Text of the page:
It may seem odd, but seeing this written down has been a great help. It has provided a structure to consider our behaviours and to think about the atmosphere we create in real time. But we did much more with this- we used it to form part of our peer review process and have had collective discussions so that everyone can learn from each other. By describing both the good and the bad we have given clarity to the behaviours that encourage and inhibit excellence.

And the best trauma team leaders?

Well, Gary Ward :garyand Caroline Leech:carolineBut now we know their secrets…

Chris Turner, April 2016


Learning to care


The following guest blog is from Mike Clift.  Mike spoke at our meeting in January 2016, on the topic of Compassionate Healthcare.


I was asked to write this blog shortly after presenting my compassionate healthcare work at the Learning from Excellence workshop event in late January. Nearly four months later, I’m finally doing it. I’m as prone to procrastination as anyone but this time some significant life events genuinely got in the way of writing this, and those events have given me more reason than usual to reflect on the journey I’ve been on with this work and where I am now.

At the time of the workshop I was just finishing-off an MSC and three months into a new job where I was directly managing a team for the first time. Two months later a young relative died after a two-year struggle with cancer. Shortly after that, my relationship broke down. Before you stop reading – don’t worry! I’m fine and there is a point to these perhaps uncomfortable disclosures. For a long time I was living with things in my life that are no longer there, which has cumulatively given me more head and heart space overall, but rapidly put me in a fairly unexpected place of reflection rather than fairly constant action. I’ve had big emotional investments come to a form of close while I’ve had to maintain my levels of focus and emotional engagement in a newly formed role managing a newly formed and growing team who need my guidance and strength if I’m to do this new job well. As with anything, I can’t claim to have done that perfectly, but without some of the skills I’ve partly learnt as a result of the professional journey I’ve been on with compassionate healthcare, I may have done it much more poorly.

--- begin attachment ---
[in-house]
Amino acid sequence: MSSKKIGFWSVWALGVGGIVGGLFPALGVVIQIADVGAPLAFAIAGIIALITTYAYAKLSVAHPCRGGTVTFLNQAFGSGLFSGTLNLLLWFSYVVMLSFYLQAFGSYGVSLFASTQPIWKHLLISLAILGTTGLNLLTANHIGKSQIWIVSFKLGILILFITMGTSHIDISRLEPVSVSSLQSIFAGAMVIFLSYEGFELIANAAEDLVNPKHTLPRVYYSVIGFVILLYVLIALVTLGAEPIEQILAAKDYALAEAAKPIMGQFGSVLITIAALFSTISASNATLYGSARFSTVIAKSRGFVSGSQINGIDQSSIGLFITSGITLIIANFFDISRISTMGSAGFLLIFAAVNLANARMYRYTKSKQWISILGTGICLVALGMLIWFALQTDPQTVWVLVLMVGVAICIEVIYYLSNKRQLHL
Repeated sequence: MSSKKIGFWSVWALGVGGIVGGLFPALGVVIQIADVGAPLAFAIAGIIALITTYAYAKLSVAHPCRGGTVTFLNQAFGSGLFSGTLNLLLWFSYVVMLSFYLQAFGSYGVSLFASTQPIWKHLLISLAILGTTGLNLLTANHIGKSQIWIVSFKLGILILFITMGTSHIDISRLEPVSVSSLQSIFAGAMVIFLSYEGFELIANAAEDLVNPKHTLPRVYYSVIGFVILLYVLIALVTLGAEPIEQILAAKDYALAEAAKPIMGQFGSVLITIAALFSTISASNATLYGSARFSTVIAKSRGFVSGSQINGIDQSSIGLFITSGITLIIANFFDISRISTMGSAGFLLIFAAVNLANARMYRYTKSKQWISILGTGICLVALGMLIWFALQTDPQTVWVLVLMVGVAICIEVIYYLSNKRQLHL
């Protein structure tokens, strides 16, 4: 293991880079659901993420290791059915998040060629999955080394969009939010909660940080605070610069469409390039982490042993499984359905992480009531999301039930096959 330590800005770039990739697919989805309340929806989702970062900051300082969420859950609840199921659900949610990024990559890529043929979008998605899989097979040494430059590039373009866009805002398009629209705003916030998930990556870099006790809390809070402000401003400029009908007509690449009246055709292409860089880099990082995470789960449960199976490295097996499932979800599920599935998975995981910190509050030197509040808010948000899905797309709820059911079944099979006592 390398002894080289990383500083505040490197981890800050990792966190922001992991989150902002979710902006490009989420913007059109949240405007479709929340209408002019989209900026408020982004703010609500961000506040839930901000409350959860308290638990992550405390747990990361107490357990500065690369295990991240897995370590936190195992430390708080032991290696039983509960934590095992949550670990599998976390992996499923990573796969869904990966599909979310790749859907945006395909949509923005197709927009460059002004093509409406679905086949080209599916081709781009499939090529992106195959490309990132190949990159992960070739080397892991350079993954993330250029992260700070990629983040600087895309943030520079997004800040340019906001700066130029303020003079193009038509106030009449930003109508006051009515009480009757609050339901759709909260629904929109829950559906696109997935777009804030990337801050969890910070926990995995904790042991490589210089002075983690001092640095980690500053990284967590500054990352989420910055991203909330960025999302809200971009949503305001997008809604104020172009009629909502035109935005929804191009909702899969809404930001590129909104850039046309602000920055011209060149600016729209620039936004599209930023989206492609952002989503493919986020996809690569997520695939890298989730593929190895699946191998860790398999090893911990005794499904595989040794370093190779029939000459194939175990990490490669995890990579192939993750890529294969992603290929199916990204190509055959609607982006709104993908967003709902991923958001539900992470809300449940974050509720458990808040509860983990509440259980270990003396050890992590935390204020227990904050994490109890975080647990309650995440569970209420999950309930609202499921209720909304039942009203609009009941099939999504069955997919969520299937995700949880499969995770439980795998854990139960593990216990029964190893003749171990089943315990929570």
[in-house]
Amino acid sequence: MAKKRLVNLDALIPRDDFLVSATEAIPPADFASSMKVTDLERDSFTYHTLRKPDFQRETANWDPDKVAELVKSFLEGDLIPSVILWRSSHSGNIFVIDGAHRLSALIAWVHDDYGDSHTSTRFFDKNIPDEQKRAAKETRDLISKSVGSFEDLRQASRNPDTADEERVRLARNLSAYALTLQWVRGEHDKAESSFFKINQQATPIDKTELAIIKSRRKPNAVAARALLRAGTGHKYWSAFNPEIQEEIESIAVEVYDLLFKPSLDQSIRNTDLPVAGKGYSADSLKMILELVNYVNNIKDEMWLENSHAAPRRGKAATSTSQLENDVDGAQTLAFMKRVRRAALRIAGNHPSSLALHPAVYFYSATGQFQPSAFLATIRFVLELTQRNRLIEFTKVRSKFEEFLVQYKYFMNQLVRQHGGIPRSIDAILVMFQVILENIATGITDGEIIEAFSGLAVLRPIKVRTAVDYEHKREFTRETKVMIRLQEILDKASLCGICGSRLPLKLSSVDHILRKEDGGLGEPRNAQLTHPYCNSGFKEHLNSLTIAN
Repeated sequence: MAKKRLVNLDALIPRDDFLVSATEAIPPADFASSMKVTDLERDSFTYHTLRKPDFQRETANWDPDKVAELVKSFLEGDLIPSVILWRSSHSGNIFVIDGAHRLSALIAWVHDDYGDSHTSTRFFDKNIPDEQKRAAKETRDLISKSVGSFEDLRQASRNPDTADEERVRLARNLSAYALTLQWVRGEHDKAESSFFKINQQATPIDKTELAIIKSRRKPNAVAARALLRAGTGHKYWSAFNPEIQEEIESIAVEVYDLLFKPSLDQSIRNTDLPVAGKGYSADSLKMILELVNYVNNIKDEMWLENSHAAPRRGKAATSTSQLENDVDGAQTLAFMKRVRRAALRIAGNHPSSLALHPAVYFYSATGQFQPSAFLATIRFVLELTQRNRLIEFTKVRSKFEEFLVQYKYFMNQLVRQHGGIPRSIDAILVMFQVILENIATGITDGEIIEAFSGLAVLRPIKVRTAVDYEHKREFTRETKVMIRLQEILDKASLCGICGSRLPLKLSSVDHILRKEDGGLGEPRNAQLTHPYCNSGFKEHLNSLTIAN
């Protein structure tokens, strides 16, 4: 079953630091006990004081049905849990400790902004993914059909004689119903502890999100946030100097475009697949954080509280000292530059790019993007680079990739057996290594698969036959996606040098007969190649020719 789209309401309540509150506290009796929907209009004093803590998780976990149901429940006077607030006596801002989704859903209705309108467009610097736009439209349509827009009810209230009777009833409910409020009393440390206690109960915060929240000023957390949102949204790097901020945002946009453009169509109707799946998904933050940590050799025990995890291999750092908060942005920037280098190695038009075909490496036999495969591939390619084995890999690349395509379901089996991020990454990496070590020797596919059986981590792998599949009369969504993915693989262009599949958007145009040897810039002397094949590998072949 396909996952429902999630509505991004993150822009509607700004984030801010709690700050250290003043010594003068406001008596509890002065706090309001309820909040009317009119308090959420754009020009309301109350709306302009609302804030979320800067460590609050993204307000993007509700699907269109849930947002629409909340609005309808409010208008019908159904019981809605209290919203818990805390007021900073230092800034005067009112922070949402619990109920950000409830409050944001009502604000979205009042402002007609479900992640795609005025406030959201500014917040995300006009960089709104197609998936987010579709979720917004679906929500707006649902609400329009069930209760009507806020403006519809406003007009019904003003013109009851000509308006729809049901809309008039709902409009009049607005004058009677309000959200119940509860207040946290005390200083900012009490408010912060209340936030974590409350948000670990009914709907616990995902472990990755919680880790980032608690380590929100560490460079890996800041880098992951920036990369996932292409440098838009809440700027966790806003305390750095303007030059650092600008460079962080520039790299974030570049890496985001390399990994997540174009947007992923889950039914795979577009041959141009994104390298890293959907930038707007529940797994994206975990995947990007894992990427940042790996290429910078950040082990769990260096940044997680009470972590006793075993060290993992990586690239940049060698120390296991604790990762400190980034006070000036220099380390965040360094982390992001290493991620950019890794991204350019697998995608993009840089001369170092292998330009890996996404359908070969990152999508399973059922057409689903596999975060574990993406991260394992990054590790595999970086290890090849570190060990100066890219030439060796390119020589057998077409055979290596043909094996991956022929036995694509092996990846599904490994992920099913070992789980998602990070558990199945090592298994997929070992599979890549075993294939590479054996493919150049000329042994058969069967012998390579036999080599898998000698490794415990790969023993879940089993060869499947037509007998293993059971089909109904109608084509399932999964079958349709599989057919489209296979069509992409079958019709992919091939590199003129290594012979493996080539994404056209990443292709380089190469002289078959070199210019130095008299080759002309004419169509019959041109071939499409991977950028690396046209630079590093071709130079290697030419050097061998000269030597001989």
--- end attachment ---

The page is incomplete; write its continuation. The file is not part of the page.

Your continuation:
When I present I often stress that to maintain and develop your compassion you need improved self-management of your thoughts and emotions. Mindfulness is a core skill in many approaches developed to do this, such as compassionate-mind training and acceptance and commitment training; and over this challenging period I drew on my growing skill in being able to draw my wandering, distracted mind and heart back to the present moment and the person in front of me, whether a member of staff, a patient or anyone outside work too. My final MSC module was an assessment of the impact of a conference on compassionate healthcare I led on in March 2015. My conclusion was that inspired and enthusiastic staff then need ongoing opportunities to learn further and practice the skills that were highlighted, including mindfulness. I created a big bang but only sketchy plans for the ongoing evolution. I was lucky. I coincidentally learnt meditation and mindfulness a year or so before my compassion journey started and have practiced them ever since, which has become another welcome piece of synchronicity between my personal and professional life.

My real challenge now is having learnt how to successfully engage an organisation with this work, I now need to work towards providing staff and students with accessible, ongoing opportunities to learn the skills which I’ve benefited from and have made me a more resilient human being. Whatever life throws at us as healthcare workers, we still need enough heart to offer our patients and the staff that need our support and guidance but some of us, like myself, need to learn how to do it better first and healthcare organisations and the leaders and managers within them can do more to provide those learning opportunities.